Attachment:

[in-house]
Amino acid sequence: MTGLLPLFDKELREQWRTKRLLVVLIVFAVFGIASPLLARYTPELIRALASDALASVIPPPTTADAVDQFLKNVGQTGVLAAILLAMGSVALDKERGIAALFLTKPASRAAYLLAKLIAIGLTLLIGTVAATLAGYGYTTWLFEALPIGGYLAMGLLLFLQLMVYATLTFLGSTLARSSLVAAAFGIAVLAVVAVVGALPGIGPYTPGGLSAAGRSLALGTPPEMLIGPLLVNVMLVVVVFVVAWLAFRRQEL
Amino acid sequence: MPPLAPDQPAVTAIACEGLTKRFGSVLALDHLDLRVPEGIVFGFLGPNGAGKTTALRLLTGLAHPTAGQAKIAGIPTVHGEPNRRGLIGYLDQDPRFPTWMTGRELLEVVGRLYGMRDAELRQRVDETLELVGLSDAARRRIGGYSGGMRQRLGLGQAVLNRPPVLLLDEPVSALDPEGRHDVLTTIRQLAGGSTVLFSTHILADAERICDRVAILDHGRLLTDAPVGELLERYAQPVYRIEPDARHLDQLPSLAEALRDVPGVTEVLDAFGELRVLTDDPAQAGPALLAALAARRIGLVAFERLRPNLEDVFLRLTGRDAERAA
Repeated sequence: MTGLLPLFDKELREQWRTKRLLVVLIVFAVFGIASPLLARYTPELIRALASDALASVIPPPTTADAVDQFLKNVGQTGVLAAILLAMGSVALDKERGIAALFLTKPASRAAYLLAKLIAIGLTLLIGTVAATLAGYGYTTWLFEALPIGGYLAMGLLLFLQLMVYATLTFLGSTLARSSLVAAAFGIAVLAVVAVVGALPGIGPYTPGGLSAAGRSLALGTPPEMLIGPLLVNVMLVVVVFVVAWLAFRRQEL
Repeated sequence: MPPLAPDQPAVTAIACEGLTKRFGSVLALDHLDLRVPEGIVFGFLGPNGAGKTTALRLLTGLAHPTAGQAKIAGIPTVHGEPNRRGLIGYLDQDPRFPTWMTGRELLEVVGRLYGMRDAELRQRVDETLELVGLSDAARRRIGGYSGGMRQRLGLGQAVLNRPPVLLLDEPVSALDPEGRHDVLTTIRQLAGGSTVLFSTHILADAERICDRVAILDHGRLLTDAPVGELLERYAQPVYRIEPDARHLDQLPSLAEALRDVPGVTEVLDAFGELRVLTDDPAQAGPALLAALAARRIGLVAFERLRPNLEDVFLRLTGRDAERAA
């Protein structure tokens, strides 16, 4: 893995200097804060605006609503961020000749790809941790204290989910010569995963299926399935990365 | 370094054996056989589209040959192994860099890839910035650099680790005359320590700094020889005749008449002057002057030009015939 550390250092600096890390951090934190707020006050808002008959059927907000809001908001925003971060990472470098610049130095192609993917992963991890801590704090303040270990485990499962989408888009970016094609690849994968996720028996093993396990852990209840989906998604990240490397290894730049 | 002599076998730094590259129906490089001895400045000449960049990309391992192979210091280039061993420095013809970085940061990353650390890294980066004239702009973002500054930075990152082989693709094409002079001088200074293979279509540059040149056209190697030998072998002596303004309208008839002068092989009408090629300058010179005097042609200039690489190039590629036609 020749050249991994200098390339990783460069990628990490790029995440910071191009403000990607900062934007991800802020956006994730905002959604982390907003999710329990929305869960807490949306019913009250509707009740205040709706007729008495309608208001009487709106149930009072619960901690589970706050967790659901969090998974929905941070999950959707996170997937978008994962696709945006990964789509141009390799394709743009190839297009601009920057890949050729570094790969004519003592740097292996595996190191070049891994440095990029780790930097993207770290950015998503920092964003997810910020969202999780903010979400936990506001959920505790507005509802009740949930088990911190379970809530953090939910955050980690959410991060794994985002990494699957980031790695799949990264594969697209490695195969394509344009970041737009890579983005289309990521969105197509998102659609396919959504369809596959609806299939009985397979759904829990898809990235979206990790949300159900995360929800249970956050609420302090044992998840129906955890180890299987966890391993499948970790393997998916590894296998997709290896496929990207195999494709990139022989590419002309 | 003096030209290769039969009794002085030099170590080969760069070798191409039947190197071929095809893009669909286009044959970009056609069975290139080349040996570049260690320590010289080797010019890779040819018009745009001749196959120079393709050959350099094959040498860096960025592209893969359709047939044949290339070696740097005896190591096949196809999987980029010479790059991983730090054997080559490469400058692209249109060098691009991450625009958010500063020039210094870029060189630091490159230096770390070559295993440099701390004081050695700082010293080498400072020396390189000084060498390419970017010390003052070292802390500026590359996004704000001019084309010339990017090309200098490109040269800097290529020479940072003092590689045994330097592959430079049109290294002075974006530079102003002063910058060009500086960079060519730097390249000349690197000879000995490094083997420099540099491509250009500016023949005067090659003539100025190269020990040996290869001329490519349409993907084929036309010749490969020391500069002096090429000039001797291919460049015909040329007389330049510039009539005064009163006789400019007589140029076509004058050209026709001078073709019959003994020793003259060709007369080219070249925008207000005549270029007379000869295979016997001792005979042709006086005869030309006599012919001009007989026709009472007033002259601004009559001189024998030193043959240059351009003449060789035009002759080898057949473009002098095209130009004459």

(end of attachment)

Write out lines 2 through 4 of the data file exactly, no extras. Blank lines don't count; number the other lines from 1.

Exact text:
Amino acid sequence: MTGLLPLFDKELREQWRTKRLLVVLIVFAVFGIASPLLARYTPELIRALASDALASVIPPPTTADAVDQFLKNVGQTGVLAAILLAMGSVALDKERGIAALFLTKPASRAAYLLAKLIAIGLTLLIGTVAATLAGYGYTTWLFEALPIGGYLAMGLLLFLQLMVYATLTFLGSTLARSSLVAAAFGIAVLAVVAVVGALPGIGPYTPGGLSAAGRSLALGTPPEMLIGPLLVNVMLVVVVFVVAWLAFRRQEL
Amino acid sequence: MPPLAPDQPAVTAIACEGLTKRFGSVLALDHLDLRVPEGIVFGFLGPNGAGKTTALRLLTGLAHPTAGQAKIAGIPTVHGEPNRRGLIGYLDQDPRFPTWMTGRELLEVVGRLYGMRDAELRQRVDETLELVGLSDAARRRIGGYSGGMRQRLGLGQAVLNRPPVLLLDEPVSALDPEGRHDVLTTIRQLAGGSTVLFSTHILADAERICDRVAILDHGRLLTDAPVGELLERYAQPVYRIEPDARHLDQLPSLAEALRDVPGVTEVLDAFGELRVLTDDPAQAGPALLAALAARRIGLVAFERLRPNLEDVFLRLTGRDAERAA
Repeated sequence: MTGLLPLFDKELREQWRTKRLLVVLIVFAVFGIASPLLARYTPELIRALASDALASVIPPPTTADAVDQFLKNVGQTGVLAAILLAMGSVALDKERGIAALFLTKPASRAAYLLAKLIAIGLTLLIGTVAATLAGYGYTTWLFEALPIGGYLAMGLLLFLQLMVYATLTFLGSTLARSSLVAAAFGIAVLAVVAVVGALPGIGPYTPGGLSAAGRSLALGTPPEMLIGPLLVNVMLVVVVFVVAWLAFRRQEL